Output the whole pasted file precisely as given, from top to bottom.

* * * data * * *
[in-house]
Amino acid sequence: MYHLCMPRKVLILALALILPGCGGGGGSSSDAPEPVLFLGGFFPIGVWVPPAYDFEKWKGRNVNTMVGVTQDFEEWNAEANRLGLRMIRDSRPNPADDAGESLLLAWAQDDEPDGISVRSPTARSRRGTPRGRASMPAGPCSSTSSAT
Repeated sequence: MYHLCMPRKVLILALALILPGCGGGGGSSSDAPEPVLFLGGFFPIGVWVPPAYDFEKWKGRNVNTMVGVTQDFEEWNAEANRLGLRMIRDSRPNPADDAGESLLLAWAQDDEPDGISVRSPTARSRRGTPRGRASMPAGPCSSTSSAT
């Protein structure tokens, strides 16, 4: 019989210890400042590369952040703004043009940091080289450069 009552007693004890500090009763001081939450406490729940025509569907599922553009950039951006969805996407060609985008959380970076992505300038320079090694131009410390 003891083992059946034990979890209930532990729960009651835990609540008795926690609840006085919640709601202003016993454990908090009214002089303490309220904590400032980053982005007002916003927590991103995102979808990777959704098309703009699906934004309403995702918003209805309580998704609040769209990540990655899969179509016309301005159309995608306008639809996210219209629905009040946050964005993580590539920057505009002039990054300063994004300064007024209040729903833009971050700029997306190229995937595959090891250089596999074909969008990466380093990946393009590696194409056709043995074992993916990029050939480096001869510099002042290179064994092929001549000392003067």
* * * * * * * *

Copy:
[in-house]
Amino acid sequence: MYHLCMPRKVLILALALILPGCGGGGGSSSDAPEPVLFLGGFFPIGVWVPPAYDFEKWKGRNVNTMVGVTQDFEEWNAEANRLGLRMIRDSRPNPADDAGESLLLAWAQDDEPDGISVRSPTARSRRGTPRGRASMPAGPCSSTSSAT
Repeated sequence: MYHLCMPRKVLILALALILPGCGGGGGSSSDAPEPVLFLGGFFPIGVWVPPAYDFEKWKGRNVNTMVGVTQDFEEWNAEANRLGLRMIRDSRPNPADDAGESLLLAWAQDDEPDGISVRSPTARSRRGTPRGRASMPAGPCSSTSSAT
């Protein structure tokens, strides 16, 4: 019989210890400042590369952040703004043009940091080289450069 009552007693004890500090009763001081939450406490729940025509569907599922553009950039951006969805996407060609985008959380970076992505300038320079090694131009410390 003891083992059946034990979890209930532990729960009651835990609540008795926690609840006085919640709601202003016993454990908090009214002089303490309220904590400032980053982005007002916003927590991103995102979808990777959704098309703009699906934004309403995702918003209805309580998704609040769209990540990655899969179509016309301005159309995608306008639809996210219209629905009040946050964005993580590539920057505009002039990054300063994004300064007024209040729903833009971050700029997306190229995937595959090891250089596999074909969008990466380093990946393009590696194409056709043995074992993916990029050939480096001869510099002042290179064994092929001549000392003067």